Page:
Unlike many other small villages in the UK, Lesmahagow has many claims to fame because of its location and geological heritage and due to many of its sometime residents having taken up influential roles in the history of the nation. Andrew C. Scott's family lived in the village for more than three centuries, and in this book he explores the fascinating story of this unassuming settlement.
More than 400 million years ago the earliest fishes swam in its lagoons together with giant sea-scorpions. The fossils of these amazing creatures are famous worldwide. The coals, formed from peats when the area lay across the equator, fuelled a number of revolutions in energy supply. Important to Scott is not simply the industrial ecology, but the networks of families and people who made the local community. Inventors from Lesmahagow designed new machines such as the pedal bike, and experimented with innovative industrial developments at New Lanark, bordering Lesmahagow on the River Clyde. Even the pioneering 'man-midwife' William Smellie was born there.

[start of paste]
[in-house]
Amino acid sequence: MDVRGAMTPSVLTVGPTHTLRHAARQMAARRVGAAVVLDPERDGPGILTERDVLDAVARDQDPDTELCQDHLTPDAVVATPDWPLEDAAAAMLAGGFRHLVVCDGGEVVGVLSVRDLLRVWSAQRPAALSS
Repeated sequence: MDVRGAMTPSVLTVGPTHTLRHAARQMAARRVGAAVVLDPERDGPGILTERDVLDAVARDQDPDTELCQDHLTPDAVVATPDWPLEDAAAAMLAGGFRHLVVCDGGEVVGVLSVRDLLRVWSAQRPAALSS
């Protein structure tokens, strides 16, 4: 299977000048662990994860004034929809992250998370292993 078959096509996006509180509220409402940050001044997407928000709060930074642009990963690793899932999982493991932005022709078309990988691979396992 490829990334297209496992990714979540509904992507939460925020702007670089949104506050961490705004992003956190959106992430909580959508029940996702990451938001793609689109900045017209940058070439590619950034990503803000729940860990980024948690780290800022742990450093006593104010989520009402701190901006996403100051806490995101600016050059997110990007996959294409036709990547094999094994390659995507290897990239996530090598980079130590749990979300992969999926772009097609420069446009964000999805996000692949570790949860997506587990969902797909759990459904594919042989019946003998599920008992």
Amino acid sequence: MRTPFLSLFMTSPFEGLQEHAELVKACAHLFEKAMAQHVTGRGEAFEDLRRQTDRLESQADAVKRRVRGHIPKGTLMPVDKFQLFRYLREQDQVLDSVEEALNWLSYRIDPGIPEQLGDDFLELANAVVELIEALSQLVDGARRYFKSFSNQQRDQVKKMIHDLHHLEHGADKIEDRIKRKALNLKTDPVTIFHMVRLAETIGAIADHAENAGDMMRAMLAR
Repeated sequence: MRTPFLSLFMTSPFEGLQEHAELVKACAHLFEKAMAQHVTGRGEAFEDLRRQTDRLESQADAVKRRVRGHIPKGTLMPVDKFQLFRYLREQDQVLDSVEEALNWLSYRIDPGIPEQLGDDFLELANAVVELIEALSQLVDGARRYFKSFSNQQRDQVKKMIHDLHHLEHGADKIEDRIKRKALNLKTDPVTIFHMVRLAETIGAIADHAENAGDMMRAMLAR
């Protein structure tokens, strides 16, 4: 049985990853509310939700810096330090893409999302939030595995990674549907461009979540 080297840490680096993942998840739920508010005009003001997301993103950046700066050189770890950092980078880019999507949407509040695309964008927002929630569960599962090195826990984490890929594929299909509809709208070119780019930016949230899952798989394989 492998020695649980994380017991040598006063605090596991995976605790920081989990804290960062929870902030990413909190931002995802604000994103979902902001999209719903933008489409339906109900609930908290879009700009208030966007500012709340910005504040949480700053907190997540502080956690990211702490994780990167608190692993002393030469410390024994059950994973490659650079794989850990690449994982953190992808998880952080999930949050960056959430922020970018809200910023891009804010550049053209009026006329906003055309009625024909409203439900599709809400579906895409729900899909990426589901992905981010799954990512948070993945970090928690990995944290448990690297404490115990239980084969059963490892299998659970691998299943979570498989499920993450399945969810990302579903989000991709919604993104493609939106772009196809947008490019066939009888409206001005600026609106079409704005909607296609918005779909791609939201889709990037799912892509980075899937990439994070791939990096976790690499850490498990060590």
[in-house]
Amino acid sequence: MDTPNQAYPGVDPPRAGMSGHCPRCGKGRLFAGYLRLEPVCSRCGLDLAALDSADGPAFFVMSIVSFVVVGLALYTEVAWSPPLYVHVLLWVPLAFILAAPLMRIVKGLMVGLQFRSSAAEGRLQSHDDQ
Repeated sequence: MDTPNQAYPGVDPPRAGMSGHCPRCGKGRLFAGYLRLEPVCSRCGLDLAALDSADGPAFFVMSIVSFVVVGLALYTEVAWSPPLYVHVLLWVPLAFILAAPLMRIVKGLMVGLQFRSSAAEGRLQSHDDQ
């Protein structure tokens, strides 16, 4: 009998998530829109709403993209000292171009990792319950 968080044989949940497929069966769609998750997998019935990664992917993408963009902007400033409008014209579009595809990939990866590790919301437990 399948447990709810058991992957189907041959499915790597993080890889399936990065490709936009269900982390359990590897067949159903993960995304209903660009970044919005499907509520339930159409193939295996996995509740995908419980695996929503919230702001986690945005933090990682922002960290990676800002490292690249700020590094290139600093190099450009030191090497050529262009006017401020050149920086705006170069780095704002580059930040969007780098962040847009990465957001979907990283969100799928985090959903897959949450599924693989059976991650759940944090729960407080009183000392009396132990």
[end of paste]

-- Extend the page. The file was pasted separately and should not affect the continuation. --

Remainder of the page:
The end of the nineteenth and early part of the twentieth century saw the remarkable increase in schooling for all the children of the village, inspired by one teacher in particular - Matthew Glover. His own children, James and Edward Glover, went on to distinguish themselves in the new academic discipline of psychology. However, it is one class of 1924 that catches the eye, with three boys going on to distinguish themselves, two becoming knights of the realm and one becoming a cabinet minister. Another village boy, John Cairncross, is best known as the fifth Cambridge spy.